All of these individual and collective searches are examples of product centric tracking.  In other words Anomaly Detection being deployed to adjust to what constitutes a “normal value” and react to any changes from that normal which is established for a destination or individual property but also combined with the dates of stay.

Detecting the availability anomalies in search responses is only the start of the fix process which demands significant additional detail to diagnose the issue.   I would expect to bring in supporting data that might include:

  • Mapping errors where product has been wrongly listed on the API platform
  • Inventory pricing buckets not yet ready for allocation
  • Poor or incorrect availability allocations by channel
  • Supply issue with contracted third parties
  • Inventory exhausted – sold out – good news?

The second article in this series considered Anomaly Detection with regard to Client Management examples, so largely from the client behaviour and traffic viewpoint including areas such as Look-to-book, booking counts and booking rates.  It equally makes a lot of sense to consider using Anomaly Detection for Availability being offered to clients too.  In this case, the Anomaly Detection is used to track the %Availability levels being offered in search responses to the traffic being driven by individual clients.  Tracking this will identify significant changes in availability and deliver intelligence on when clients search patterns are diverging from what you have on offer or their contractual commitment, say specific destinations.  In this case the underlying causes could be due to the Client:

  • Exceeding allocated availability
  • Searching for products not being offered
  • Has mapping data issues of their own

Depending on role in the supply chain, the remedial actions in most of the above cases revolve around simply fixing a mapping problem, talking to the client or liaising with a supplier to allocate more inventory.  In short, the fixes are often very actionable, which is the key to driving a return on any investment in analytics.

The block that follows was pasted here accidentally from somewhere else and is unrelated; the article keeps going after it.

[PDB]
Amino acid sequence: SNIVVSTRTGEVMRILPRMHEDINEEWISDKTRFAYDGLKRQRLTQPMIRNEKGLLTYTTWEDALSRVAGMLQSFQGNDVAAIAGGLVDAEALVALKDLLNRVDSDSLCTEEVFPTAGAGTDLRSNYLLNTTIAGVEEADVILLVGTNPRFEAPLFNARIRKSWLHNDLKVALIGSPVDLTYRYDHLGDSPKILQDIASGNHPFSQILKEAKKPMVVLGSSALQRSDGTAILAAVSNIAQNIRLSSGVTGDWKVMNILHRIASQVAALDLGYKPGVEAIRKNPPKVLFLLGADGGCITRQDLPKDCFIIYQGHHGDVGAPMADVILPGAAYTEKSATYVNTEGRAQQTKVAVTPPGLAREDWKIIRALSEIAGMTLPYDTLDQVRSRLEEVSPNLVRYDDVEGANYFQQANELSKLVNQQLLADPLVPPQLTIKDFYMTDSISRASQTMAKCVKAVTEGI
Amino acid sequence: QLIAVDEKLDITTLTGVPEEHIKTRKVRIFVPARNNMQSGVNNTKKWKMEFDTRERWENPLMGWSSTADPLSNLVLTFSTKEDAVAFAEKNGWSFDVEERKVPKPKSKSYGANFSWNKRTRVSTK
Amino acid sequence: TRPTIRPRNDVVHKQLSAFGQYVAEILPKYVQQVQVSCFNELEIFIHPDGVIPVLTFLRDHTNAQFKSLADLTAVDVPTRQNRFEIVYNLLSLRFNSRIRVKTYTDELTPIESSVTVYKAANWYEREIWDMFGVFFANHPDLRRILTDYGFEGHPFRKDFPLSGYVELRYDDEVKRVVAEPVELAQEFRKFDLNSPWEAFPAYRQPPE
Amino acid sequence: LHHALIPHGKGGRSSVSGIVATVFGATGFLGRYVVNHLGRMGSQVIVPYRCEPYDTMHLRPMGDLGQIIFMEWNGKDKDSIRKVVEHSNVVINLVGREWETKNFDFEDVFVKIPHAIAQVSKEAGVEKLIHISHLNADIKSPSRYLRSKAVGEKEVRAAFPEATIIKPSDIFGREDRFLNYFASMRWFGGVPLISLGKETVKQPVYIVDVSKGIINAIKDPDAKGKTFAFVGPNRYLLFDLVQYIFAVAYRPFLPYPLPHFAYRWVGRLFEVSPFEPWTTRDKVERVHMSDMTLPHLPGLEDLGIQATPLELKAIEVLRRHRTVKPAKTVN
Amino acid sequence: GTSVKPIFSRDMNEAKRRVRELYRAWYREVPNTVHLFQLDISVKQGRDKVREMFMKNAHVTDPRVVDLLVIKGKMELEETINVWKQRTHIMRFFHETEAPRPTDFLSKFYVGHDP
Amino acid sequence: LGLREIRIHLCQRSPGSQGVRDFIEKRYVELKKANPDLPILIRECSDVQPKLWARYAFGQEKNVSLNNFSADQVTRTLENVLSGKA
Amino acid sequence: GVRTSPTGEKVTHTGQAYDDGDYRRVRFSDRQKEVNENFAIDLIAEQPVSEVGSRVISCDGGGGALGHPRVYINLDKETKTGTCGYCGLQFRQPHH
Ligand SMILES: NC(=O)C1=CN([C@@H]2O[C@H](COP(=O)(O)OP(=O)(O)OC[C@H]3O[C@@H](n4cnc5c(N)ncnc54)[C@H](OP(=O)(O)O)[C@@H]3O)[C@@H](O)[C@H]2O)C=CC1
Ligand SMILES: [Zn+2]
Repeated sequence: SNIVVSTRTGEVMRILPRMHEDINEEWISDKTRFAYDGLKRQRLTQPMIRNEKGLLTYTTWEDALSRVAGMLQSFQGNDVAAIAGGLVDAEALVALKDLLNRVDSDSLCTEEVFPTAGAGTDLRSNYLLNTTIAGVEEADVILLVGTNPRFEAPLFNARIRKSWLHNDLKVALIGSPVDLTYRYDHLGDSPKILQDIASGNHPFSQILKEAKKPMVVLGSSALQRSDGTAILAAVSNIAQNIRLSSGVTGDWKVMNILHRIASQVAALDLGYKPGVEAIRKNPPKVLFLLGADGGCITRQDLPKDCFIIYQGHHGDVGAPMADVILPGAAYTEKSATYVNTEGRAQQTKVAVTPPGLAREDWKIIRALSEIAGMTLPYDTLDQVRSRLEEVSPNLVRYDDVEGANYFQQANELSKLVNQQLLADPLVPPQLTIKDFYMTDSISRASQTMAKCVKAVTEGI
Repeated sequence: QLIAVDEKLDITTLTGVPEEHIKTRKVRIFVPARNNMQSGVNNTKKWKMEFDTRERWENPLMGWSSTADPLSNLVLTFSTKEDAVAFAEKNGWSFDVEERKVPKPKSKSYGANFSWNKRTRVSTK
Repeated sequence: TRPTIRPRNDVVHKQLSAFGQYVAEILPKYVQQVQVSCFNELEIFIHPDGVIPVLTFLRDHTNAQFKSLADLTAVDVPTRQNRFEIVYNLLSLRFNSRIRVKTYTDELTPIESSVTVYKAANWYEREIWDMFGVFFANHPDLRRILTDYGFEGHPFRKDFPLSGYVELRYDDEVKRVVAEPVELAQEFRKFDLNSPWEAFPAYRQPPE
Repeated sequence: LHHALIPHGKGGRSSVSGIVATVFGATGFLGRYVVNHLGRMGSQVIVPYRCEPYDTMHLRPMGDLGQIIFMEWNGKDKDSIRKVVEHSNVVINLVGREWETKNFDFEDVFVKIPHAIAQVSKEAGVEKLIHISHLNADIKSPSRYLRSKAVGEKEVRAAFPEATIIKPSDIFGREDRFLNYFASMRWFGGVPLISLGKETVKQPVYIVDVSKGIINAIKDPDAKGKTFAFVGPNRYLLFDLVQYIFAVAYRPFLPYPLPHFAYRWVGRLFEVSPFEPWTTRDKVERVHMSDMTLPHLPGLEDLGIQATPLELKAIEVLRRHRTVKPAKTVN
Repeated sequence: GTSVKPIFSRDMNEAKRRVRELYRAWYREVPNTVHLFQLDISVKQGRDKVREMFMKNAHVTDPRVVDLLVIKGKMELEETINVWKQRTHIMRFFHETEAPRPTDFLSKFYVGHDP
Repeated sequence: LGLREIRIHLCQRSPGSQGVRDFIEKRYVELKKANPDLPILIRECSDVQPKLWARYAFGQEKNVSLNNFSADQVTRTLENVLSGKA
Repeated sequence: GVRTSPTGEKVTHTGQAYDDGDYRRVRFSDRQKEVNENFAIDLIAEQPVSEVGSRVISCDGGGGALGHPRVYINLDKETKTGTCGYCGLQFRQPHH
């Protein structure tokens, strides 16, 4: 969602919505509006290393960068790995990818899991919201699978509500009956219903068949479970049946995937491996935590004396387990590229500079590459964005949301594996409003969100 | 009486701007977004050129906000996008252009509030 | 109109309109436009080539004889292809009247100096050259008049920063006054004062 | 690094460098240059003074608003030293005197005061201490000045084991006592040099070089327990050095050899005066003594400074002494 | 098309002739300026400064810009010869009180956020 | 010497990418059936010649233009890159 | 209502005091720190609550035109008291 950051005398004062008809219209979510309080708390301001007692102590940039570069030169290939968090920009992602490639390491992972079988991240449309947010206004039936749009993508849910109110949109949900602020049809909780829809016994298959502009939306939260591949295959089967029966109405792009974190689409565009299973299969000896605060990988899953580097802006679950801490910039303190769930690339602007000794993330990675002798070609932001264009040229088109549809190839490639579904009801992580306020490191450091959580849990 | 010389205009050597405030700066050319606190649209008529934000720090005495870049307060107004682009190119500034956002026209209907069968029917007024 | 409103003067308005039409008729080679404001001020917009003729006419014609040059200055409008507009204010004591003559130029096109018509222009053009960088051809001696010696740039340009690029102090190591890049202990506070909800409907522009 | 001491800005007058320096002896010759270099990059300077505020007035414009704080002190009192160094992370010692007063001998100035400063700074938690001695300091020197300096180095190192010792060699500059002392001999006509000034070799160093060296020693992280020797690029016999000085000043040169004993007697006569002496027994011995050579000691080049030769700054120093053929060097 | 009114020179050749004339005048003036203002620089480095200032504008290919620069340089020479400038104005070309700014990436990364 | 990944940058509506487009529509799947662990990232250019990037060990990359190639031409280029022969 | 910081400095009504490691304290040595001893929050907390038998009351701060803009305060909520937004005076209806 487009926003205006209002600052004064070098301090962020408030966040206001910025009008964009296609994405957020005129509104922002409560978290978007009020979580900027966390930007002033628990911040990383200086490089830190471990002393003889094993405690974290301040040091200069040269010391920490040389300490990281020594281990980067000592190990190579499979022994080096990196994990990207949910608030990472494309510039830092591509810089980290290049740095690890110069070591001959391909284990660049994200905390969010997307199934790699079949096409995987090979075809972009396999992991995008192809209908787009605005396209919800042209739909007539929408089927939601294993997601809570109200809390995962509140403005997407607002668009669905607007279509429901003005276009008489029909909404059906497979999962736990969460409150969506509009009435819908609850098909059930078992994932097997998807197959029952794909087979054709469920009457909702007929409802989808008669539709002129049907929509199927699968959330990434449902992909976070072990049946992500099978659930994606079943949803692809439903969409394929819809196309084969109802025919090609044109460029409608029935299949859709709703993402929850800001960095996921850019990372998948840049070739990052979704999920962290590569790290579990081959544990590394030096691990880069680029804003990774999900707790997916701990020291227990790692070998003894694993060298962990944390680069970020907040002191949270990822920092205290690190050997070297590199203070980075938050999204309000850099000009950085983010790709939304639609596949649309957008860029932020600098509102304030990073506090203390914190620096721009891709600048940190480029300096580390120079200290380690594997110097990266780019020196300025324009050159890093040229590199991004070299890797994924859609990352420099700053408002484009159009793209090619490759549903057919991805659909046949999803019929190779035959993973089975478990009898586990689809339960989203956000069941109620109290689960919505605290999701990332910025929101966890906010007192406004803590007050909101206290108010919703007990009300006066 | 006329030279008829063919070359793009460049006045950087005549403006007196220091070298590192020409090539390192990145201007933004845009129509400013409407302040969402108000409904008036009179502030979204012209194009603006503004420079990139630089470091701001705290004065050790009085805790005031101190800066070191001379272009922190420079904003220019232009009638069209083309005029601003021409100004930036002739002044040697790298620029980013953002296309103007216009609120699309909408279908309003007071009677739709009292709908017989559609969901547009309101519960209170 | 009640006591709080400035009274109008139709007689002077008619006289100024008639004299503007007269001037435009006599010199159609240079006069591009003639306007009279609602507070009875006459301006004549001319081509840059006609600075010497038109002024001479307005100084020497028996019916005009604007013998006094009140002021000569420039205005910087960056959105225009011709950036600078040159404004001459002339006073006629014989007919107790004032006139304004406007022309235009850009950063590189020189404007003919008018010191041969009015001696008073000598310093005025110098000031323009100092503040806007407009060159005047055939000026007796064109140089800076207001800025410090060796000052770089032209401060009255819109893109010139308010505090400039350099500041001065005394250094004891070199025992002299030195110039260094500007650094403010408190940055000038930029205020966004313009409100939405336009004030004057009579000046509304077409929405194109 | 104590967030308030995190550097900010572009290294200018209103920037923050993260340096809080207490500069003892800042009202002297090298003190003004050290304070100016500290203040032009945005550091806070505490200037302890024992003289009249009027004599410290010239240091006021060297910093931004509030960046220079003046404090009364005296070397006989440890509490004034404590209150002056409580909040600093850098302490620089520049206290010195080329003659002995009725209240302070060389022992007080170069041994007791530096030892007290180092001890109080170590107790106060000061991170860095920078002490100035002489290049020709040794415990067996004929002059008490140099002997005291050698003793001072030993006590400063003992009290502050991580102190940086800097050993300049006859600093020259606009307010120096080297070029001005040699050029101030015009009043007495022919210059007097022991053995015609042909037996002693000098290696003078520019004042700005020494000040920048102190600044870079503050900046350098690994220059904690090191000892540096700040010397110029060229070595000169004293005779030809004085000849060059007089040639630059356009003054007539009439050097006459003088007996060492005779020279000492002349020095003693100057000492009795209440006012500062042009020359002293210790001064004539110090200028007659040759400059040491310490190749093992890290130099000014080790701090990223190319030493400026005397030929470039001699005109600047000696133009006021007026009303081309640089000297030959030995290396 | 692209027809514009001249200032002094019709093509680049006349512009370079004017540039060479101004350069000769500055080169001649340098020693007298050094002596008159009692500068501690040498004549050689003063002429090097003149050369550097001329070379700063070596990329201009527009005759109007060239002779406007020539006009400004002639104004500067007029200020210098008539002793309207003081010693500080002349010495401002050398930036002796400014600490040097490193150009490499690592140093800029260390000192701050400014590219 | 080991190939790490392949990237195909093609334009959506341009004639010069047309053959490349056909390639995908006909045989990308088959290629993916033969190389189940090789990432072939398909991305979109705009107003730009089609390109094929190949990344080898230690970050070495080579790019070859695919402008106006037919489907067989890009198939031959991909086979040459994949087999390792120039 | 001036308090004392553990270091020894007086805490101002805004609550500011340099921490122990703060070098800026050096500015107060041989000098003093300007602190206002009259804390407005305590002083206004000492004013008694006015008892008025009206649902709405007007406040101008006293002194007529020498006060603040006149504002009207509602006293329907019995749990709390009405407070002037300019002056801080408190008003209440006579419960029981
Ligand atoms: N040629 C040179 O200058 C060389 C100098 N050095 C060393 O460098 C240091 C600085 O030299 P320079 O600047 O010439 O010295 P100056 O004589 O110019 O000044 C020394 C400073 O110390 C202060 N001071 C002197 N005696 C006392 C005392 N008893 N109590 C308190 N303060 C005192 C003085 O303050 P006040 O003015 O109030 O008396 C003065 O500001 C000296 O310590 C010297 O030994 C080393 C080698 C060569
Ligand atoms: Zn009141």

As a final comment, exhausting availability isn’t necessarily good news if the underlying cause is a pricing error.  Two recent examples of unwelcome anomalies are those of British Airways and Cathay Pacific, who found have both themselves selling normally expensive tickets at erroneous bargain basement prices.

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Anomaly Detection Series

This is the third article in a 3-part series discussing how anomaly detection capability as part of an API analytics platform can help travel distributor and supplier organisations detect when and how their APIs leak revenue or miss opportunities.

Anomaly Detection

Our first article  outlined what anomaly detection is and how it works, useful background if you’re just getting started.

The second article focuses on how the specific application of anomaly detection in keeping booking platform performance optimised and making sure that the clients connecting to the API are well managed.